For most of my adult life I've chosen to disregard the idea of buying a home. In fact, I was haunted by the thought, opposed to the concept of committing an obscene amount of money and losing my freedom in order to do so.
As an entrepreneurial young woman I simply couldn't digest the system-imposed notion of "get a sturdy nine-to-five, sign a 20-year mortgage, climb the corporate ladder, consume and obey". This path simply does not resonate with me.
In December last year, my boyfriend Harrison and I visited the remote, wild and beautiful Kangaroo Island -- home to around 5,000 people off the coast of South Australia. Harrison's dad moved to the island recently in search of a simpler life -- one that would allow him the freedom to start his own business and release himself from the tedium of days spent paying bills, sitting in traffic and working a job that did not allow any kind of creative individualism.
I had always consciously tried to close myself off from the prospect of buying property -- worried about the stress, imprisonment and disempowerment the commitment to a $500,000 loan could induce.
I felt curious, and mystified by the island the moment we landed. Looking outside the Rex airplane window at the tiny airport, with nothing but farmland and wilderness beyond, I could feel something shifting within me. We drove for 50 minutes from the main town of Kingscote to Baudin Beach, where we would spend the next five nights. Down the one sealed road on the island, past farmland mostly, there was not a traffic light, billboard or high-rise to be seen.
One night over dinner, a local couple in their seventies revealed that their one regret was not moving to the island sooner. I was beginning to understand why. This comment, their hand-built, original home, surrounded by trees and wild vegetation, the slow, introverted sunsets, the clean, fresh air... it was all beginning to light a fire in Harrison and me.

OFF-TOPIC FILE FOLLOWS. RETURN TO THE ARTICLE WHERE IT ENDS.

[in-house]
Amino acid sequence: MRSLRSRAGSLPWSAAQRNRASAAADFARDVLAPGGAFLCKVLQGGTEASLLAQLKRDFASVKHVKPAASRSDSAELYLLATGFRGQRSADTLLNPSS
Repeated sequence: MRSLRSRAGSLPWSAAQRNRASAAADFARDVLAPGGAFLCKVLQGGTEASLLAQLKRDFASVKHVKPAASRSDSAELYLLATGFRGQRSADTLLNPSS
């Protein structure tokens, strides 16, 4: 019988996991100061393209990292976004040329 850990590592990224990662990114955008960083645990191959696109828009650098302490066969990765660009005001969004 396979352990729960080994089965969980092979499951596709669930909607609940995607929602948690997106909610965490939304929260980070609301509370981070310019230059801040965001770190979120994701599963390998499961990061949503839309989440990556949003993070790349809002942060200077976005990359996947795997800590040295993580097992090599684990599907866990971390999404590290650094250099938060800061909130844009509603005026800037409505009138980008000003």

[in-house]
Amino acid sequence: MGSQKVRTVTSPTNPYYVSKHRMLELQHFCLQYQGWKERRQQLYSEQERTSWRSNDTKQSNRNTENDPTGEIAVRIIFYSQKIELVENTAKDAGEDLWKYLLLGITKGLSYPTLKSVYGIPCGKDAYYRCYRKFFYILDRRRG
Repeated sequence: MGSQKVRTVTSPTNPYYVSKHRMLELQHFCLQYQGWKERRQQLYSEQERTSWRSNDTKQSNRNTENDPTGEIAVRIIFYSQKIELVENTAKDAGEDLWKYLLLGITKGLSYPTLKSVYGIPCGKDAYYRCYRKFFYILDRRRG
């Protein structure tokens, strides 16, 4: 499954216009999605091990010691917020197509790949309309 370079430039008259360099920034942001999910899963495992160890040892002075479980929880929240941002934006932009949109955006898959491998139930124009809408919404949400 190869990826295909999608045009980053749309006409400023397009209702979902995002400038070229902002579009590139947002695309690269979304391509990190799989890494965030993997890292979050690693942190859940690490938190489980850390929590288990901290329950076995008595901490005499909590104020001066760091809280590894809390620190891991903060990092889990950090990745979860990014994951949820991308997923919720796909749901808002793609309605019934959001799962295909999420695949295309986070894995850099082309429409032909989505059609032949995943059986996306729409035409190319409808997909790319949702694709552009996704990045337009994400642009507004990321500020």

The price of vacant land shocked us both. So normalised to the exorbitant million-dollar-plus price tags of property in Sydney, we were excited by the opportunity to own a piece of Australia for less than many people spend on a new car.
As we shared our intention with friends and family after arriving home, it shocked me at how little anxiety and cautiousness I felt at coming to such a quick, intuitive decision. I had always consciously tried to close myself off from the prospect of buying property -- worried about the stress, imprisonment and disempowerment the commitment to a $500,000 loan could induce.
The price of vacant land shocked us both.
I feel that my generation has been conditioned to believe we are living in a time of immense opportunity, and therefore should be grateful for these high-paying jobs which afford us an inner-city lifestyle. That we should stay in these jobs, despite the lack of fulfillment they offer. That we should spend our money on designer outfits, cosmetics and fancy cars, simply because we can. That we should buy that stupidly overpriced loft apartment, because the generations before us couldn't.
Having removed myself from the corporate world on a whim three years ago to follow a more unconventional, financially insecure path, I feel nothing but gratitude that this opportunity to buy property has been presented to me.
I am grateful that I don't need to relinquish my dreams, my lifestyle, and my desire to live in accordance with my truth, and that I can untangle myself from the systemic conditioning that has bound young Australians to the anxiety and financial stresses of owning a home.
ALSO ON HUFFPOST AUSTRALIA